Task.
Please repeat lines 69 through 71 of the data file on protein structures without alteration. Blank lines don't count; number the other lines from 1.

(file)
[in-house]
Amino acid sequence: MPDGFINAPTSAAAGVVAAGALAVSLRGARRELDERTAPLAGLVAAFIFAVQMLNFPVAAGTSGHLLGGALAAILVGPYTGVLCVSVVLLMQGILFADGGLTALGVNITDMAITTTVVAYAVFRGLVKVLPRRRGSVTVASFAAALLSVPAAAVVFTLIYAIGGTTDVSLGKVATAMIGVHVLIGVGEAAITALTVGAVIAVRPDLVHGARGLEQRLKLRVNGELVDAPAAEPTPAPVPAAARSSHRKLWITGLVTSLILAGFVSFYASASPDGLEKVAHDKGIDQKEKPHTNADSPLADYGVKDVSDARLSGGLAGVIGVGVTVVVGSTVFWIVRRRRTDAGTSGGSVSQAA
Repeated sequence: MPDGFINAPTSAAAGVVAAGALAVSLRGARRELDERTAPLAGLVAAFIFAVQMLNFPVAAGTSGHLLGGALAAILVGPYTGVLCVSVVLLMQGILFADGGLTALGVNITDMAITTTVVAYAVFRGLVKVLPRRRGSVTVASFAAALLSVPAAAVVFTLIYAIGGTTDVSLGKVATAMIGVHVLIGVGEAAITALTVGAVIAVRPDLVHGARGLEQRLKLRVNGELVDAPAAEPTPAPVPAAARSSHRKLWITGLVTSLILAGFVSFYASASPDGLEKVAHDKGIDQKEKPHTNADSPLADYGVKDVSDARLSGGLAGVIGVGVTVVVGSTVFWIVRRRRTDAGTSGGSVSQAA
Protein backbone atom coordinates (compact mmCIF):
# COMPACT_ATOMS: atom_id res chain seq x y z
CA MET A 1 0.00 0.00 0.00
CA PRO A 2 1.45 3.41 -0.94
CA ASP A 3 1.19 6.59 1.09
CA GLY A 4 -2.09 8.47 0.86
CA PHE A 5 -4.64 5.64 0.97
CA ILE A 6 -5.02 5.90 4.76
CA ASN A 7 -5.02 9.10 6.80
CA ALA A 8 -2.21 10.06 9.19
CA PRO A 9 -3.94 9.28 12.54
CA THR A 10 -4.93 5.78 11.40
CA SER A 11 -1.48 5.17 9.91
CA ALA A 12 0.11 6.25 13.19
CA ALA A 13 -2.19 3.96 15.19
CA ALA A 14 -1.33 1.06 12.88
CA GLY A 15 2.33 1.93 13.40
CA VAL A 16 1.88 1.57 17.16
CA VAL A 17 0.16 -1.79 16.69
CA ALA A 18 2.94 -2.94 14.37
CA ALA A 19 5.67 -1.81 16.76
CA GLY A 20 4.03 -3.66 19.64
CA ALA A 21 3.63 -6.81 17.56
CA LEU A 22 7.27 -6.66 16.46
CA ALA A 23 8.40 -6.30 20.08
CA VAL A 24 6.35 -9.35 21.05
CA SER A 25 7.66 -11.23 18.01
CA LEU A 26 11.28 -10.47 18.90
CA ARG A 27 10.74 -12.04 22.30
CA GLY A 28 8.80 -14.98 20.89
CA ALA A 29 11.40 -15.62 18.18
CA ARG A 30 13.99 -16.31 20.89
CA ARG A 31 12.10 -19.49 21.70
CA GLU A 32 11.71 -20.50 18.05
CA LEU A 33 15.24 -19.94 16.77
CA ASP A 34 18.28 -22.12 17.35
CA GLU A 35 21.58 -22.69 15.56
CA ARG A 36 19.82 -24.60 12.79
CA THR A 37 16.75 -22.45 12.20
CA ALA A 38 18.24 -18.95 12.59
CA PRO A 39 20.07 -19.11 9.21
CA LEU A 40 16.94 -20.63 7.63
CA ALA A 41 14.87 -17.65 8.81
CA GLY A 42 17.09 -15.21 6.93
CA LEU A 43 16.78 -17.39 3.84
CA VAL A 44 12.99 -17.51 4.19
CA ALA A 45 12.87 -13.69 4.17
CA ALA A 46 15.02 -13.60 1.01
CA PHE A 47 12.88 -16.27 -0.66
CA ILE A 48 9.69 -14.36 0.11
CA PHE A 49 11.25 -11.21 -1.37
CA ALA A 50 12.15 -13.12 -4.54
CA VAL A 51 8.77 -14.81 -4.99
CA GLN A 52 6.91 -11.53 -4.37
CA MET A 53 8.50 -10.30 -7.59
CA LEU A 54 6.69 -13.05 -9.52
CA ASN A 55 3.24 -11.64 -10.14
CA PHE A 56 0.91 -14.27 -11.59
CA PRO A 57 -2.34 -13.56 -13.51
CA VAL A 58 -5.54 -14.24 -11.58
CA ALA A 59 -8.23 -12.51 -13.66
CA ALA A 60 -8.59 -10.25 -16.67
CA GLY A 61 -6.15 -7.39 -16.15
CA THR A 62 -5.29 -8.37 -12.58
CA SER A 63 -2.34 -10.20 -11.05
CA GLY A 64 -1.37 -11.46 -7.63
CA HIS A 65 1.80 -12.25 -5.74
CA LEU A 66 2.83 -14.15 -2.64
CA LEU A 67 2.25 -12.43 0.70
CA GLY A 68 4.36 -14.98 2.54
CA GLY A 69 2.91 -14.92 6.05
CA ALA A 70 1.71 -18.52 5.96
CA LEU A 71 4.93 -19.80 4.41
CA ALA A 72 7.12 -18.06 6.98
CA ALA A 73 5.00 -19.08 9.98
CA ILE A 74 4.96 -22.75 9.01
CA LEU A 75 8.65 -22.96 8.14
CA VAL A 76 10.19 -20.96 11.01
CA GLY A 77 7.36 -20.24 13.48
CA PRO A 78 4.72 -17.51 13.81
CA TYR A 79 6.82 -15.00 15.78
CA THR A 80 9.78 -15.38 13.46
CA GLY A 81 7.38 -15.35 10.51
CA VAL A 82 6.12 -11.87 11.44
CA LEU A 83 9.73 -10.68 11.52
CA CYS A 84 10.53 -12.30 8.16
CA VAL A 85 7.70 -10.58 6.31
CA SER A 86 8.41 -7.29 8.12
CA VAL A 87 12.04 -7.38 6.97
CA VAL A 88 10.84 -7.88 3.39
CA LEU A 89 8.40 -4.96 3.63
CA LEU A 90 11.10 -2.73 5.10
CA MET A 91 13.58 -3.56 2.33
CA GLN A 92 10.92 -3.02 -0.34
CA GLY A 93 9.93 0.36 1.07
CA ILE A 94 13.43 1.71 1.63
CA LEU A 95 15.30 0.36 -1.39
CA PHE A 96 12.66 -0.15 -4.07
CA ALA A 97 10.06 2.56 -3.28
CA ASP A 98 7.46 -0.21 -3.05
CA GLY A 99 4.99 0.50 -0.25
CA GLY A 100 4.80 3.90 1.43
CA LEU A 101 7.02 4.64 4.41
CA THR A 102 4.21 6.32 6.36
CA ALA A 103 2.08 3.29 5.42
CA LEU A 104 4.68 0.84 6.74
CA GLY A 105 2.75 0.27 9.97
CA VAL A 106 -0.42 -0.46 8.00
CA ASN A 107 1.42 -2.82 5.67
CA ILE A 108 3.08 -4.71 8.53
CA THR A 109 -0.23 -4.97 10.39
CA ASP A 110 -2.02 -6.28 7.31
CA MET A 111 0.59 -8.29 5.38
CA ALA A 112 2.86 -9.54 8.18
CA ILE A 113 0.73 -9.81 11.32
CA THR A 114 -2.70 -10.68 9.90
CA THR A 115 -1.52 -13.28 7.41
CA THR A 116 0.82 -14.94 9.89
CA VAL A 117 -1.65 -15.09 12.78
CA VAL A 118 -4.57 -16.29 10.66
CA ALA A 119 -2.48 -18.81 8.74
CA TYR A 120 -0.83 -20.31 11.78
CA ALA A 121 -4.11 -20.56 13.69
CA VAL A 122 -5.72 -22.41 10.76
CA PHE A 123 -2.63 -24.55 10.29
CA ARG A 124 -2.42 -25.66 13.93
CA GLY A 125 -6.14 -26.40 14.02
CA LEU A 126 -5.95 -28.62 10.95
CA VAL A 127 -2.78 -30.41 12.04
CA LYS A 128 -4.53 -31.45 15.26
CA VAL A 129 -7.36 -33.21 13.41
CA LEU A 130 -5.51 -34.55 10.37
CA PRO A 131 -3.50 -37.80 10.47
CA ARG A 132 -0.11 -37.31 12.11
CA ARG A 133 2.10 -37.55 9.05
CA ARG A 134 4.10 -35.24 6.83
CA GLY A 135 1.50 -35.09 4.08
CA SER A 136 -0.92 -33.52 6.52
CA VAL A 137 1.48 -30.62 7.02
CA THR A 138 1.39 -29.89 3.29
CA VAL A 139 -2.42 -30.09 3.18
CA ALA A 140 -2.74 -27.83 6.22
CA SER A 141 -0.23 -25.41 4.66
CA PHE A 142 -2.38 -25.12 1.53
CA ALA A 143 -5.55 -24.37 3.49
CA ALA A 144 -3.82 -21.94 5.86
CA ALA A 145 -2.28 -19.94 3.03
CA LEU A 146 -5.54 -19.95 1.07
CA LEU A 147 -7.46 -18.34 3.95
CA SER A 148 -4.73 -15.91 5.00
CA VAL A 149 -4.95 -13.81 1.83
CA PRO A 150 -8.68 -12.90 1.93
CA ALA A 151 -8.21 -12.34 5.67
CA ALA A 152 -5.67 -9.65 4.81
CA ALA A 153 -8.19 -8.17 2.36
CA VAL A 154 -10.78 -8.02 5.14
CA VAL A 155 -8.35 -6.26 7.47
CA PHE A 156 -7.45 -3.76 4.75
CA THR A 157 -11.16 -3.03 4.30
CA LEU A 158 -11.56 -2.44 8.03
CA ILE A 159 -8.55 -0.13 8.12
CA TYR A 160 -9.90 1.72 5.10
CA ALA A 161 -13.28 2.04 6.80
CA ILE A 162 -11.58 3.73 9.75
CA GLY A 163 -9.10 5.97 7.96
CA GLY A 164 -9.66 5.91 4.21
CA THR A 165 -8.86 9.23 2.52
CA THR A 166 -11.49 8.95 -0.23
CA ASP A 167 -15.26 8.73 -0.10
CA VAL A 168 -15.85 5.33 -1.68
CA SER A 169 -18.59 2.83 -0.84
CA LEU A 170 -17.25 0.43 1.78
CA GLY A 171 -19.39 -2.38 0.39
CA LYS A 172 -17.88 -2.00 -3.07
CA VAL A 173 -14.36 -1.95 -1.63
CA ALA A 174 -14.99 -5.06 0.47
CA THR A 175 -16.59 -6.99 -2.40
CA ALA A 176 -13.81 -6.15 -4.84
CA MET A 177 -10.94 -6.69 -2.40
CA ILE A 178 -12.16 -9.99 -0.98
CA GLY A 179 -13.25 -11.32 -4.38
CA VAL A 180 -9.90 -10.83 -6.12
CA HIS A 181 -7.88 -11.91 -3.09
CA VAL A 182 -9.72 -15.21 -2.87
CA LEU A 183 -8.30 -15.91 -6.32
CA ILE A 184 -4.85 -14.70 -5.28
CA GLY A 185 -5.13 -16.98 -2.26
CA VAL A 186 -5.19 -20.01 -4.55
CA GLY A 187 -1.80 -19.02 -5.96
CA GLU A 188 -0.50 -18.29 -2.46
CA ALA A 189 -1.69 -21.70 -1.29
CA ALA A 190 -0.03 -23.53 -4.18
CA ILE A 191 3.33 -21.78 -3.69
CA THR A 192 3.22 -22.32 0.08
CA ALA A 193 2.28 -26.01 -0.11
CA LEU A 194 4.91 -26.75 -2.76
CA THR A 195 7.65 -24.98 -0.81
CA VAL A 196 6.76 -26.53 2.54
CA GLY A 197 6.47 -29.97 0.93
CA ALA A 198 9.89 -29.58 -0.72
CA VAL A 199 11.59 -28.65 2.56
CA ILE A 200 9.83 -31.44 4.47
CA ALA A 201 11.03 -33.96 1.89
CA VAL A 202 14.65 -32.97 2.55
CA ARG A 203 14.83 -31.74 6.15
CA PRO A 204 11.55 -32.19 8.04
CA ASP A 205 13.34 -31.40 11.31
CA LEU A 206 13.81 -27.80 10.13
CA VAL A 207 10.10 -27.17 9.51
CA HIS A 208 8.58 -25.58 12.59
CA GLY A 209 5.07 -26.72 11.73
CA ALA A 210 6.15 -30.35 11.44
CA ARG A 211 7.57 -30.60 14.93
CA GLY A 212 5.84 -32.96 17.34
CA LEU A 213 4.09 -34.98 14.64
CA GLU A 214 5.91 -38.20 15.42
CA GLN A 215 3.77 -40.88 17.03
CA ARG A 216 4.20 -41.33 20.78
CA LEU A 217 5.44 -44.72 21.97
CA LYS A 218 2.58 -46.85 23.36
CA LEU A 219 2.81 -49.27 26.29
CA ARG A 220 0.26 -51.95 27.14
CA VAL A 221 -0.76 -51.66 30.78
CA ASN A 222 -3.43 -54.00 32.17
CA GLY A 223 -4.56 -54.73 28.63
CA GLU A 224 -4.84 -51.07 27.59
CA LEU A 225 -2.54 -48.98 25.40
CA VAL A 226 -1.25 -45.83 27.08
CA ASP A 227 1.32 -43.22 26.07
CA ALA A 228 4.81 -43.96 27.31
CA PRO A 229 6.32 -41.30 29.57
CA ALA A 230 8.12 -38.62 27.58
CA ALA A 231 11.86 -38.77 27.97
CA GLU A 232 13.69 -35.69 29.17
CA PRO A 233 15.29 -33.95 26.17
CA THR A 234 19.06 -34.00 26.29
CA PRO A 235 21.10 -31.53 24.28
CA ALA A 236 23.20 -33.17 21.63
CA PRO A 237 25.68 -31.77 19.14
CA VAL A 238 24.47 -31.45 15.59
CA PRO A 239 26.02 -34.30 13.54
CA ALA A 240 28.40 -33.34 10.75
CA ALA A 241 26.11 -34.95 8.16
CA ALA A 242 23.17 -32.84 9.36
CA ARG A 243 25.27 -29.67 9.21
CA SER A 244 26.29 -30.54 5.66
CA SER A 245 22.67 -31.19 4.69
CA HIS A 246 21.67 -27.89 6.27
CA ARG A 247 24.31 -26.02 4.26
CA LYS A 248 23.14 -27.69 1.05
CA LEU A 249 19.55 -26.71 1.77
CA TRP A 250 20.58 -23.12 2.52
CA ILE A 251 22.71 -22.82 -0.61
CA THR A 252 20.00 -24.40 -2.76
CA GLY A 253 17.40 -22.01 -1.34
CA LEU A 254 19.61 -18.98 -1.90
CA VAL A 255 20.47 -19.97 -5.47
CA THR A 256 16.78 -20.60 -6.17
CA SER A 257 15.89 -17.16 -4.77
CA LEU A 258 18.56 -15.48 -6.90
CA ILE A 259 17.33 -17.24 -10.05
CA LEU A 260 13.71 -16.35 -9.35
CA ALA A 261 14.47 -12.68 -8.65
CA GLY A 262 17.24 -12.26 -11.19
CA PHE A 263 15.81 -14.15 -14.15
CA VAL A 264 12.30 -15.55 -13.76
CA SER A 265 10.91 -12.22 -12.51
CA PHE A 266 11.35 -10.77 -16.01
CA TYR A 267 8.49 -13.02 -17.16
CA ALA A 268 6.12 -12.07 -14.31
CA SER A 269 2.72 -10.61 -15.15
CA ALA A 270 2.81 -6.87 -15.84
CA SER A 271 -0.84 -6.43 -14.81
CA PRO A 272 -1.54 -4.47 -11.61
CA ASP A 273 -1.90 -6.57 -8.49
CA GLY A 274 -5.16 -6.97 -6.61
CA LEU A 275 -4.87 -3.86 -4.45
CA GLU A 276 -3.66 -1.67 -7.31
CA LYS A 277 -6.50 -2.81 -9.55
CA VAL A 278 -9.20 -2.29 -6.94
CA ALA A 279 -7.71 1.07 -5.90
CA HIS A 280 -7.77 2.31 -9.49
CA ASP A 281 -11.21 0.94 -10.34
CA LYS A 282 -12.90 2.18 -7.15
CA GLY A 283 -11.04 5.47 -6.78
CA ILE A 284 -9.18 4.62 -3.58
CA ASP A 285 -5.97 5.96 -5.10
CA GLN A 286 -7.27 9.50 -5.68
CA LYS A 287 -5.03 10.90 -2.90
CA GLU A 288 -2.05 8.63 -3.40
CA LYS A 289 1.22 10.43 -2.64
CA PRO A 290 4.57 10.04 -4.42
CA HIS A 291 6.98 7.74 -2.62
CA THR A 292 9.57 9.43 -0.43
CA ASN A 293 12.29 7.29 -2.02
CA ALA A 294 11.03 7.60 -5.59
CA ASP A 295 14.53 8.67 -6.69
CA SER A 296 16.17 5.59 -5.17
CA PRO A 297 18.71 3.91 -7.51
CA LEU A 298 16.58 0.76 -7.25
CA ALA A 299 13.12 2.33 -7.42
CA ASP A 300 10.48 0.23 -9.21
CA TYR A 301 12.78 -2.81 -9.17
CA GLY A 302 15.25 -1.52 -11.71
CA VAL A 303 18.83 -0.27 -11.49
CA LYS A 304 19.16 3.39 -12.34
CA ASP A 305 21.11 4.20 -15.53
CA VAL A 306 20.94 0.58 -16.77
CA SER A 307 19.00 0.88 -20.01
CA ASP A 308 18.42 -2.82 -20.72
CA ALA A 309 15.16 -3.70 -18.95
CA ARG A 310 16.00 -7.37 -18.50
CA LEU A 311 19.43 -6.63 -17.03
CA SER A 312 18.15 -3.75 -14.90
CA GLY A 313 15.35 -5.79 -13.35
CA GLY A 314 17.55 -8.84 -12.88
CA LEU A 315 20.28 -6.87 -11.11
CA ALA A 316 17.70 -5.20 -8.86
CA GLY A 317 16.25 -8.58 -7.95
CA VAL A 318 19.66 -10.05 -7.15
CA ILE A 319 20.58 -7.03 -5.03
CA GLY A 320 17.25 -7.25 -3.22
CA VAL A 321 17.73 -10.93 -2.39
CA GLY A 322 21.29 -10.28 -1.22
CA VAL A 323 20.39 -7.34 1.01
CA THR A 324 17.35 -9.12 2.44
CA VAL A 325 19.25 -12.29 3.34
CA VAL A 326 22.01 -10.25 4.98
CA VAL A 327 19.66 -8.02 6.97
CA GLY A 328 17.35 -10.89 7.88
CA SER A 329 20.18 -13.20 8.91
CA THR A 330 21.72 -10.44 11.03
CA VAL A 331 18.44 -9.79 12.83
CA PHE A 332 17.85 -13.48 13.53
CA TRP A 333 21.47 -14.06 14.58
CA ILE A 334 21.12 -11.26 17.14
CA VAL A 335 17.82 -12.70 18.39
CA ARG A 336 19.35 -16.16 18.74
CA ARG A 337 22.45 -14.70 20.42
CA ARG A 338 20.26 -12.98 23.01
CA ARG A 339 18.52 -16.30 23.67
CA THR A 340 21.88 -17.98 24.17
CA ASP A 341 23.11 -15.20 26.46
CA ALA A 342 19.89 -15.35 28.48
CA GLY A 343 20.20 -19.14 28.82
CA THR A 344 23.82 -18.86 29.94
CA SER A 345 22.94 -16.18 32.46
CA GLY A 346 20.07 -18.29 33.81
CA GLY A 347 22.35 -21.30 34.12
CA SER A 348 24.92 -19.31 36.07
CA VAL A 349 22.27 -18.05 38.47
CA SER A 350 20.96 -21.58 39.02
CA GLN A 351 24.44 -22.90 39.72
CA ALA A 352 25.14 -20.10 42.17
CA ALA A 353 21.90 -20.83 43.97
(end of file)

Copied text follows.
CA GLY A 64 -1.37 -11.46 -7.63
CA HIS A 65 1.80 -12.25 -5.74
CA LEU A 66 2.83 -14.15 -2.64